Yuda began running in primary school, with regional success in 5000m. Later, inspired by radio reports of Kenyan triumphs, he started training in the early mornings before going to work as mechanic. Attaching himself to a local training group, he advanced through regional meets to the 2000 National Championships, finishing 5th at 5000m and 10,000m.
Yuda twice approached Max Iranqhe, the leader of elite, at the residential running club in Arusha, for permission to join and was admitted provisionally in July 2000 to train for Mt. Meru Marathon in August. Finishing 5th (2:20:12), he then joined the club for cross country training. After finishing 25th in the 2001 12km Kenyan Cross Country Championships, Yuda proceeded to the World Cross Country Championships in Ostend, where he placed 14th at 4km and 27th at 12 km.
Signed by KIM management in Ostend, Yuda was then taken around Europe for road races. On successive weekends, he won 10 km races in Poznan and Wurtzburg, then finished 2nd to Rodgers Rop's world best at 25 km in Berlin, recording 1:13:56, then No3 all-time. Moving to the US for a month, Yuda won three road races and, after more road success in Australia, he won the Tanzanian Half Marathon and finished 3rd (60:12) behind Haile Gebrselassie and Tesfaye Jifar in World Half Marathon Championships, in Bristol.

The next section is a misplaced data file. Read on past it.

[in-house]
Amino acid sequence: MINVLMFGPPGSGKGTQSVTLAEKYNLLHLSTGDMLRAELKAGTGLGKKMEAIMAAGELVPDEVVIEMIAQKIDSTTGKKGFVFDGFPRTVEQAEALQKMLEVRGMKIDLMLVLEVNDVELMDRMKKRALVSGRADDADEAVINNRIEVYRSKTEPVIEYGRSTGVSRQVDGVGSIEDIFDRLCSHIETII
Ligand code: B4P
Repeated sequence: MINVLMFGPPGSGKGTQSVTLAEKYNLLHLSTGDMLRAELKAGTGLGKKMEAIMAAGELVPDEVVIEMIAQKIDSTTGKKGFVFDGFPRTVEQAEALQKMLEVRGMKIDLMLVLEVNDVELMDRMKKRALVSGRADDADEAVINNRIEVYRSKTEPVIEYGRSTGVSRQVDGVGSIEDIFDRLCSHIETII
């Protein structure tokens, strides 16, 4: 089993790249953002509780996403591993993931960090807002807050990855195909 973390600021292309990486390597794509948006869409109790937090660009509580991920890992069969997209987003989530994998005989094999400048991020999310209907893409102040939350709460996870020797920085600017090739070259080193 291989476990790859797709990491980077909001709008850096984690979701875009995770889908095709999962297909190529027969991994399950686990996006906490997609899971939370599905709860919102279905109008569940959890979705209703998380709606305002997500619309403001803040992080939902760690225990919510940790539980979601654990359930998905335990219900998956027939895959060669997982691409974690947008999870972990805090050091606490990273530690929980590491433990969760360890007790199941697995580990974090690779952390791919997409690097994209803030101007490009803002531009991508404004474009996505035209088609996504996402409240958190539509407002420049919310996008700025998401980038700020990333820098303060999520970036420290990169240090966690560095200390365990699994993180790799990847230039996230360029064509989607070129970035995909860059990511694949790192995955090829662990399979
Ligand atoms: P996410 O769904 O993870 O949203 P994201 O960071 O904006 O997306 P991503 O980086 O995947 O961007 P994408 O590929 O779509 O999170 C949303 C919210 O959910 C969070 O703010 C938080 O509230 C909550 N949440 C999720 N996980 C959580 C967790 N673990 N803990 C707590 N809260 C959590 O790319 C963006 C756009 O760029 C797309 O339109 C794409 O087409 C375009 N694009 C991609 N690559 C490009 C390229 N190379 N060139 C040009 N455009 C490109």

Yuda prepared for the 2002 World Cross Country Championships, in Dublin, with six cross country races in Europe, winning four. In Dublin, he took silver behind Kenenisa Bekele at 12km. Six weeks later, after two road wins and 4th at Stramilano Half-Marathon, he collected his second successive bronze in the World Half Marathon, this time in Brussels behind Paul Kosgei and Jaouad Gharib. He won Tanzanian championship at 10,000m and launched his international track career with a pair of national records in Golden League races (13:03.62 for 5000m in Rome; 27:06.17 for 10,000m in Brussels) and a bronze at 10,000m (27:45.78) in the Manchester Commonwealth Games behind Wilberforce Talel and Kosgei. Yuda closed season with superb Half Marathon PR (60:02), finishing second behind Kosgei in Great North Run.